The cars we loved.
In our on going theme of parallel universes, our Pontiac G8 was Australia’s Holden Commodore. Built in only one factory in Elizabeth, South Australia, the Commodore was sold in three variations: sport ute (a El Camino like small truck), sedan and station wagon. The sedan was the only version to be exported to the States. Although Pontiac considered bringing the sport ute here and even ran a national campaign to find a name for it. Europe got a version sold by Vauxhall called the VXR8, it was perhaps the most aggressive looking with all the lairs and fins usually associated with Japanese cars. The G8 was probably the most balanced looking of the trio with looks somewhere between the restraint of the Holden and the boy racer look of the Vauxhall.
When the G8 arrived in late 2007 as a 2008 model, it replaced two big front wheel drive Pontiac’s that had long been associated with rear wheel drive in their heyday, the Bonneville and Gran-Prix. In fact, there had not been a large rear wheel Pontiac since the 1986 Bonneville. The slow creep towards front wheel drive had all but taken the excitement out of the Pontiac Division – a division that was supposed to be all about excitement. The arrival of the G8 was part of a continuing movement for Pontiac back to rear wheel drive, already evident in its new halo sports car the Solstice.
In many ways the G8 was an update to the Chevrolet Impalla SS concept of the 90’s with big bad V8 tire smoking power coming from the rear wheels with family car practically. In reality the G8 was much more and made the 94-96 Impalla look quite crude in comparison. The attention to detail was much higher in the Pontiac. Instead of the living room like front bench setup in the Impalla, the G8 featured modern leather seats with an instrument cluster and dash design that was much more refined than most of what GM was offering in the States (Save for Cadillac). The trend established with the departed GTO found its way to other Pontiac cars in varying degrees, bring Pontiac quality and detail up to some Japanese and European competitors.
Where the G8 really shined was under the hood. There were three trim levels available, base, with its 3.6 L V6 good for 256 hp and only available with a 5-speed automatic. Next up was the bread and butter GT, with a 6.0 L V8 making 361 hp with a 6-speed automatic transmission. The first two models were the most common, but offered much of the style of the top model depending on the wheel options chosen. The top and possibly best car ever to wear the Pontiac badge was the GPX. It’s Corvette sourced 6.2 L engine offered 402 hp in its first year. The second year and final run of GPX models all had the new LS3 6.2 L from the Corvette that made an impressive 415 hp.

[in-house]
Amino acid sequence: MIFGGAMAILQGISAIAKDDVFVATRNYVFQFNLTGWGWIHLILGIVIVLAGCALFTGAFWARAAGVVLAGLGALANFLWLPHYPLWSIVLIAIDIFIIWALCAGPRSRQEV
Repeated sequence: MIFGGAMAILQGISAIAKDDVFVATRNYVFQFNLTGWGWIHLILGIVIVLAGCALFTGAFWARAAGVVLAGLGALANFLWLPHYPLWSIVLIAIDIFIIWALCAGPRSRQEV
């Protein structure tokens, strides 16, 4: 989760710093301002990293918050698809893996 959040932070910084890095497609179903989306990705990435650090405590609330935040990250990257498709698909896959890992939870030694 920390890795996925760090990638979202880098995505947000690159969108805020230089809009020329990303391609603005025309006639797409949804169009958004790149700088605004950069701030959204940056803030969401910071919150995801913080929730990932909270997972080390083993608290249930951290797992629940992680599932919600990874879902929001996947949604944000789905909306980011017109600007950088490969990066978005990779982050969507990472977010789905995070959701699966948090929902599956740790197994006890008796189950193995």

The GPX, like much of its high end competition was tuned at Nurburgring. A special version of GM’s FE3 suspension along with modifications to the brakes endowed the G8 with world-class performance. Other distinguishing features (besides the deep hum of its engine) of the GPX included 19 in wheels, a special rear diffuser and quad chrome exhaust pipes.The motoring press was impressed, comparing the G8 with a previous generation BMW M5. In fact, many journalist made direct comparisons with BMW, saying that the G8 offered the driving feel and responses that newer BMWs were missing. In a comparison tests between Dodge’s Charger in Road and Track magazine, the G8 held its own against the Hemi powered Charger, besting it 0-60, braking and road holding. A similar outcome befell Nissan’s front wheel drive Maxima, a car considered to be one of the best handling front-wheel drive cars in production. It was universally acknowledged that the GXP was one of the fastest cars on the road and presented anyone with $30+k one of the true performance bargains of the decade.
Sales of the G8 were steady, actually increasing in 2009 over 08 due to held over inventory and the winding down of remaining models. The base and GT models were heavily discounted as the GPX models disappeared early as the word got out about the performance bargain they represented. There were plans to bring the UTE, a pick up El Cameno like version to the States if demand was there. After a big ordeal with a namng contest, the ideal seemed to fizz out with G8 sales. Meanwhile in Australia, the Commodore continued and a special edition of it was offered with the left over Pontiac front end in 2009. The version became so popular, that now its a regular model in the Commodore range.
Oddly enough, there is at least one company in Australia that sells a kit to make your G8 look like a Holden, by using the original Holden front and rear end clips. It’s a little insulting if you ask me, to pretend that the G8 never existed by dressing it up like its parent. That fuels the good olde boys to claim that the Impalla SS was the last true GM American muscle car in this segment. That kind of pre-digital provincial thinking ignores the fact that American designers, technicians and engineers are working all over the world in GM and Ford (and to some extent Chrysler) subsidies that don’t call Detroit home. The Aussie connection was just what Pontiac needed to get back to its roots. It’s too bad it was not enough or soon enough to save the G8 or Pontiac itself. Where is John DeLorean when you need him?
Either way the modifications were minimal and even more subtle inside.The G8/Commodore/VXR8 or just G8 for the sake of this entry, was a strange combination of good olde boy rear wheel drive, big engined American muscle with the attention to detail that comes with Japanese cars. Australia is really the only place where the two cultures could exist simultaneously, with its wide open spaces and close proximity to Japan and it’s influences.